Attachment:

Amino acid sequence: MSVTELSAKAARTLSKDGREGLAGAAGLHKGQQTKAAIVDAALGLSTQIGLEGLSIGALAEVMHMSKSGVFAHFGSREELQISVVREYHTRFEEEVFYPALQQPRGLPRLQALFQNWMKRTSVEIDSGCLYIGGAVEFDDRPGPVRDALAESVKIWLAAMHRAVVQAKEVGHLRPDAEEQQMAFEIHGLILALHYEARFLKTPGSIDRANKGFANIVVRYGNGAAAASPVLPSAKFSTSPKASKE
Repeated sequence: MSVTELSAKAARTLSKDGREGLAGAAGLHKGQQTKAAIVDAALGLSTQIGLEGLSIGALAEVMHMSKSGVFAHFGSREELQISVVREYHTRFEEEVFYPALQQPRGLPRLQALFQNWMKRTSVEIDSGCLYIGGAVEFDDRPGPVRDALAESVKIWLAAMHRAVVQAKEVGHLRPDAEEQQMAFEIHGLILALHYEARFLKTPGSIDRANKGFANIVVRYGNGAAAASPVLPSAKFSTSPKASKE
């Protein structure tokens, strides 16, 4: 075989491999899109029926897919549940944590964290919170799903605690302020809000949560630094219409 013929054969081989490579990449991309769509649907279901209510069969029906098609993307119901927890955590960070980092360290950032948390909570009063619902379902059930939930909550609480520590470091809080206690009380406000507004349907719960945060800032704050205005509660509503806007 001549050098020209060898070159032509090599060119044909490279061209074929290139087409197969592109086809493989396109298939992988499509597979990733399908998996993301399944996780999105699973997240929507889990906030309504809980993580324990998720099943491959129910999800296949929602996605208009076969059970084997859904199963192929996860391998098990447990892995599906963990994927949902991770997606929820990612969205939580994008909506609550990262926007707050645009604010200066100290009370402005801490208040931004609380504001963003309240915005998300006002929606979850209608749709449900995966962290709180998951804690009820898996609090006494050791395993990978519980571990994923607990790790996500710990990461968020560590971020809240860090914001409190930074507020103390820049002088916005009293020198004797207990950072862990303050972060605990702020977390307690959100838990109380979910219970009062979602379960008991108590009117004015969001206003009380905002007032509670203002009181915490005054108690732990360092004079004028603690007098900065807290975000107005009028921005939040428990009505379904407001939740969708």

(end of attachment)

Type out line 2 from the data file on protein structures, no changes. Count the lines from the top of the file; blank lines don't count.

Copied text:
Repeated sequence: MSVTELSAKAARTLSKDGREGLAGAAGLHKGQQTKAAIVDAALGLSTQIGLEGLSIGALAEVMHMSKSGVFAHFGSREELQISVVREYHTRFEEEVFYPALQQPRGLPRLQALFQNWMKRTSVEIDSGCLYIGGAVEFDDRPGPVRDALAESVKIWLAAMHRAVVQAKEVGHLRPDAEEQQMAFEIHGLILALHYEARFLKTPGSIDRANKGFANIVVRYGNGAAAASPVLPSAKFSTSPKASKE